The decision of Kagoshima garage-punk fuzzmaniacs The Murder Case to release two 15-to-20-minute mini-albums on the same day instead of one 35-minute full album is an odd one, but back to back listens to Bobby Barrows and Yass reveal that they really are two very different albums. Of the two, Bobby Barrows has more songs, is shorter, and more fun. The longest track, Bermuda Klaxon, is a perfect three pop minutes, while the shortest, Twist, is barely over one. The whole thing fizzes with fuzzy, scuzzy, distorted, high octane garage rock with vocals that sound like the result of a lifetime spent in indentured service to cheap whiskey and cheaper cigarettes.The Murder Case: Twist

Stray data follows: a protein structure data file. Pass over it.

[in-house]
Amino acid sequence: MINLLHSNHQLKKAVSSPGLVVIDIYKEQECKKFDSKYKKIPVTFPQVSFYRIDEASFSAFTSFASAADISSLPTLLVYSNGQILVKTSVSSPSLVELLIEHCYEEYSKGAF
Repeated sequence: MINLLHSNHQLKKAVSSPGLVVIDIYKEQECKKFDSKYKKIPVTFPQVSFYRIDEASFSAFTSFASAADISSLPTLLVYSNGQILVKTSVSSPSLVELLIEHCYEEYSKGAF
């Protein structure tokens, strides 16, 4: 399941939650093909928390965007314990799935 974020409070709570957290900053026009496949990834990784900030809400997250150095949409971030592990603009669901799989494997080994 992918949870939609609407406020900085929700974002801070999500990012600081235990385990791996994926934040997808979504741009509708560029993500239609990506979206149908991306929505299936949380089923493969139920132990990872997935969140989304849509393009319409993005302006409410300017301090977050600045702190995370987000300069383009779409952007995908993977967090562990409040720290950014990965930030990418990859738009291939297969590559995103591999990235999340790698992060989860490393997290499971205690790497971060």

Yass is where the band show what they maybe think of as their more sensitive side. The songs are slower, longer, and they flirt dangerously with the fringes of melody, although the distortion and grinding rock brutality are barely compromised a jot by this fuzzed-out introspection. If anything, the greater space the arrangements leave provides an arena for the band to throttle and abuse their instruments in new and different ways, as on Kill Me Baby. In a way, Bobby Barrows can be seen as the raucous, destructive all-night party with Yass as the following day’s throbbing hangover and whiskey breakfast.